Bash declare built-in regression loses array quotations

Eric Blake
Fri Jan 13 20:11:00 GMT 2017

On 01/13/2017 02:00 PM, Matt D. wrote:
> I updated yesterday to the latest Cygwin x86 release which included an
> updated Bash 4.4.5(1). This release changes the default behavior of the
> built-in 'declare' command which is causing scripts which relied on this
> functionality to break.
> The following test will illustrate the change:
> declare -A list
> list[a]=1
> list[b]=2
> list[c]=3
> declare -p | grep list=
> On Bash 4.4.5(1) the output is:
> declare -A list=([a]="1" [b]="2" [c]="3" )
> Previously the result was:
> declare -A list='([a]="1" [b]="2" [c]="3" )'

This is an intentional upstream behavior change.  Quoting the upstream
release notes:

>> There are a few incompatible changes between bash-4.3 and bash-4.4.  Bash
>> now retains the exit status only of asynchronous jobs, as opposed to all
>> jobs.  This means that it is not possible to use `wait' to retrieve the
>> status of a previously-completed synchronous command.  Bash no longer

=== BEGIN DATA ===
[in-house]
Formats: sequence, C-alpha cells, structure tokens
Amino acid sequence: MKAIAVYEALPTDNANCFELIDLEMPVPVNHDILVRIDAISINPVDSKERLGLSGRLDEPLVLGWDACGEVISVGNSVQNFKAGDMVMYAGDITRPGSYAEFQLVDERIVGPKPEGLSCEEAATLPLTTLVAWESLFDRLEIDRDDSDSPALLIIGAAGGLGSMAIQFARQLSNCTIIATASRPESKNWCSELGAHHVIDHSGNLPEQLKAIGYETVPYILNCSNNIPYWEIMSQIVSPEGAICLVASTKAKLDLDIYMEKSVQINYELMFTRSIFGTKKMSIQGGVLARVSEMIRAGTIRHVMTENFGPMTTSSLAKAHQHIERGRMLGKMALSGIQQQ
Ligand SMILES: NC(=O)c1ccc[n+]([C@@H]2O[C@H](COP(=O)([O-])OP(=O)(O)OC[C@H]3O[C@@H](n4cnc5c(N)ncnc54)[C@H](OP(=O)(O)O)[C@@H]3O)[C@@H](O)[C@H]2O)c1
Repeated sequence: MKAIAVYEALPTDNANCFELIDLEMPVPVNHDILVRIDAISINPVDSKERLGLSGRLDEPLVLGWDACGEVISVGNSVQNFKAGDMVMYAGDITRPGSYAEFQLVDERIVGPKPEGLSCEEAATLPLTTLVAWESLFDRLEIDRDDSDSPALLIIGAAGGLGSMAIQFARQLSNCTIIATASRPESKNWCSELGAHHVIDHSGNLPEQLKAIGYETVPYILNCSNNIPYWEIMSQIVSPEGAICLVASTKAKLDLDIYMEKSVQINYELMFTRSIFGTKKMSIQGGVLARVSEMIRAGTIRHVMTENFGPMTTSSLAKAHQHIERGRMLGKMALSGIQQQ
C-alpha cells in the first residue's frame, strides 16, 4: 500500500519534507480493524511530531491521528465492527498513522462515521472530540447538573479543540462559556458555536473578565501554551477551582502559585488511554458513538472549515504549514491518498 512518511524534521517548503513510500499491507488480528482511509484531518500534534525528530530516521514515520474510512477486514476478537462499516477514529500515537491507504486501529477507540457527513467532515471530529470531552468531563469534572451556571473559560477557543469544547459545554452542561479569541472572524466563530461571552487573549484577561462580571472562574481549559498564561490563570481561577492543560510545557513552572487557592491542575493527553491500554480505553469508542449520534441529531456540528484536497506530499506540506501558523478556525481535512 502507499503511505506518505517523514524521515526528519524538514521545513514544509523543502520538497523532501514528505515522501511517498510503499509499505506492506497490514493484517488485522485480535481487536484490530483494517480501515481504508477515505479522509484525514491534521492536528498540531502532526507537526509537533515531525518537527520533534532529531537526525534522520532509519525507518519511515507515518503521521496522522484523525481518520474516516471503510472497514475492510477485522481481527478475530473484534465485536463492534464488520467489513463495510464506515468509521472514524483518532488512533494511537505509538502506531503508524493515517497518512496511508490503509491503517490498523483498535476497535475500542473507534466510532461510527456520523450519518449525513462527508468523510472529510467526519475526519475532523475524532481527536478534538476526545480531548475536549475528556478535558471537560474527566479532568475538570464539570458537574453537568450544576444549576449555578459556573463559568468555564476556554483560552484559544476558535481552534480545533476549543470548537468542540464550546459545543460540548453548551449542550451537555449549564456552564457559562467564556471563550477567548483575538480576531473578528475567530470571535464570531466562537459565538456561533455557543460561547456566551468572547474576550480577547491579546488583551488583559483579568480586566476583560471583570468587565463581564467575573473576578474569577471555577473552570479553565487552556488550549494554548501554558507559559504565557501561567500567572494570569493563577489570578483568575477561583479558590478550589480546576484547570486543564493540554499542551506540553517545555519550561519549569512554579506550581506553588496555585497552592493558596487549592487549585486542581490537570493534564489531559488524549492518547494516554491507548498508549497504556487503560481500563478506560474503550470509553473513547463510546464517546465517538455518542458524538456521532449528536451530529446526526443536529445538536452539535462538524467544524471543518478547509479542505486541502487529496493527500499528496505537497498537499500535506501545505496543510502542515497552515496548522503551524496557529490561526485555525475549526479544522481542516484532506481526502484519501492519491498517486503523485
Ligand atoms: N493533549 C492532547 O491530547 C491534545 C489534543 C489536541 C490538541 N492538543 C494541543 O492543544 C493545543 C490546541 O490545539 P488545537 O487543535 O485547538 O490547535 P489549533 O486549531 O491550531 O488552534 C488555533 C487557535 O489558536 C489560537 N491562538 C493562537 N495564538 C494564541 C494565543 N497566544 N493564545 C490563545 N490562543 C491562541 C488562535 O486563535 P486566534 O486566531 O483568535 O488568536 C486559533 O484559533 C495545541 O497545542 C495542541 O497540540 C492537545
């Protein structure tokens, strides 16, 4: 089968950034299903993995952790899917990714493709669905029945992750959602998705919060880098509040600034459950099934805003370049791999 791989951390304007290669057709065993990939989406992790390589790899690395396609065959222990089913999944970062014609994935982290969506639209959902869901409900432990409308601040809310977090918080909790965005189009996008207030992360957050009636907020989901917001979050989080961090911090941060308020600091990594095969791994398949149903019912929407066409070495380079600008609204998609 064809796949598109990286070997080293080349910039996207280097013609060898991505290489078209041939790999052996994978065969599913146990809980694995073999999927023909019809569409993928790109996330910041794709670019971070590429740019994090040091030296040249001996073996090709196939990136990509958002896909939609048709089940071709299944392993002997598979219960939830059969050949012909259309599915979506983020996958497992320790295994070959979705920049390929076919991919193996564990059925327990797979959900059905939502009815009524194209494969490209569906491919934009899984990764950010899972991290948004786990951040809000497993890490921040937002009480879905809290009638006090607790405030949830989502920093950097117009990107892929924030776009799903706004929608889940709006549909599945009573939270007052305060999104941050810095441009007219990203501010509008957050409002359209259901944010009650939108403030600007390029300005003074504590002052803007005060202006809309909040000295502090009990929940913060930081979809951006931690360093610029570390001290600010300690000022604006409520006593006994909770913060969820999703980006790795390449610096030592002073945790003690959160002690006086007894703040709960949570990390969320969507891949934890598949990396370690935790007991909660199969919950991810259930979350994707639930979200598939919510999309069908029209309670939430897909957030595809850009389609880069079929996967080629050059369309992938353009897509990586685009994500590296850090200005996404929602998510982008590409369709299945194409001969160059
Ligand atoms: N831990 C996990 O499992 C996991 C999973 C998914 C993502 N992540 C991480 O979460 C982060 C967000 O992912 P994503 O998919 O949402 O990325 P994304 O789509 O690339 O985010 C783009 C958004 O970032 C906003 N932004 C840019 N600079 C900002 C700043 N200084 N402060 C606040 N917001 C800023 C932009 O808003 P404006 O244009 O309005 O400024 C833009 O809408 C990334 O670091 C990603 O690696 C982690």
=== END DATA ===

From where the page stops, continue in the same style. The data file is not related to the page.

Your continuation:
>> attempts to perform compound assignment if a variable expansion on the
>> right-hand side of an assignment statement to `declare' or `local' has the
>> form of a compound assignment.  There are other changes to compound array
>> assignments used as arguments to the `declare' and `local' builtins, but
>> those should be backwards compatible, albeit with warning messages about
>> deprecated constructs.  Read the descriptions of the various compatibility
>> options in COMPAT or the man page for more details. 
>> q.  The declare builtin no longer displays array variables using the compound
>>     assignment syntax with quotes; that will generate warnings when re-used as
>>     input, and isn't necessary.

Both output forms should produce the same results when re-evaluated;
except that the form with the extra '' now issues warnings (which is why
declare -p no longer uses the extra '').

> I can confirm that this has always been the expected output when running
> this command on Cygwin and Linux. I run CentOS which does not track the
> latest Bash release and I don't know the procedure to check whether this
> is an upstream regression or not.

It's not a regression, but an intentional change; you'll have to update
your script to quit relying on unspecified output.

Eric Blake   eblake redhat com    +1-919-301-3266
Libvirt virtualization library

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